They looked back when they have gone a few paces, and saw him standing as they had left him, already dimmed with mist, and outlined against the drifting mist beyond. A half-naked, wild-haired tribesman, with a savage dog against his knee; but the wide, well-drilled movement of his arm as he raised it in greeting and farewell was all Rome. It was the parade-ground and the clipped voice of trumpets, the iron discipline and the pride. In that instant Marcus seemed to see, not the barbarian hunter, but the young centurion, proud in his first command, before ever the shadow of the doomed legion fell on him. It was to that centurion that he saluted in reply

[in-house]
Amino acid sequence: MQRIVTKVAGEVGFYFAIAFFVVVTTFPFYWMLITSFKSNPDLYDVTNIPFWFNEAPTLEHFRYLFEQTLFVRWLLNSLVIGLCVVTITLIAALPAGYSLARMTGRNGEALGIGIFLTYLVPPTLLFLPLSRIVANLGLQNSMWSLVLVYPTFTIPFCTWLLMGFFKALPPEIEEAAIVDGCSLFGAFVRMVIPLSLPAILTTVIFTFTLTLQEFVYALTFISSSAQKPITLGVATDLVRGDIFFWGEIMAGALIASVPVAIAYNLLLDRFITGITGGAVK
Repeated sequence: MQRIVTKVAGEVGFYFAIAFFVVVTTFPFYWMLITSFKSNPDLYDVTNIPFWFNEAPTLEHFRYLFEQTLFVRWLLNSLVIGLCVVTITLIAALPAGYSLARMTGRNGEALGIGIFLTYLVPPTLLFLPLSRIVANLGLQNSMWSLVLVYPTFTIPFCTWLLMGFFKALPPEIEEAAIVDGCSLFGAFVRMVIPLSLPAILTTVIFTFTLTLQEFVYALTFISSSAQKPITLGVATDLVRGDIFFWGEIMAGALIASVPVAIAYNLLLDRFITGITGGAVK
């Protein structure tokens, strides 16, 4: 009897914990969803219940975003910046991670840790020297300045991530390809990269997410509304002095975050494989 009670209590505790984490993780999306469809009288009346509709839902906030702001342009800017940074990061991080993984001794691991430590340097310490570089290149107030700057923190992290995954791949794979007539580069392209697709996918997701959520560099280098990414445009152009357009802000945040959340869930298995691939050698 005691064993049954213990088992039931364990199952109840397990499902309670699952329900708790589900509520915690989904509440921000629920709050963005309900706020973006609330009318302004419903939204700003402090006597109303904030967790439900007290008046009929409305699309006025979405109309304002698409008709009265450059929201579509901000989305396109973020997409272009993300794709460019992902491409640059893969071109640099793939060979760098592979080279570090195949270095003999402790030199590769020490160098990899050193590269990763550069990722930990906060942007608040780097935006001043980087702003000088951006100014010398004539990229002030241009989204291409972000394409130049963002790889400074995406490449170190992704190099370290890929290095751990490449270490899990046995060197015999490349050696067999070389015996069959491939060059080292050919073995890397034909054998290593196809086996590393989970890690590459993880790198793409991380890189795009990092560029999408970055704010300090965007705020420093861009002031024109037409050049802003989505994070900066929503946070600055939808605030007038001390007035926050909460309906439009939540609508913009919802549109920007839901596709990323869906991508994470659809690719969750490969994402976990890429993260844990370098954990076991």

Rosemary Sutcliff – The Eagle of the Ninth
I will write just a very quick note about my reading of “The Eagle of the Ninth”: it is a very good book and I cannot but ask myself why the movie based on it had so little to do with the original story. In the book, as Servetus commented in my post regarding the film, all those things that look absurd and difficult to understand in the movie are clear, starting with the relationship between Marcus and Esca. Their relationship has been absurdely twisted for the sake of I have not understood very well what. The story makes much more sense as written by Rosemary Sutcliff, who was a superb writer. One more consideration: in 1954 this was considered “children’s literature”.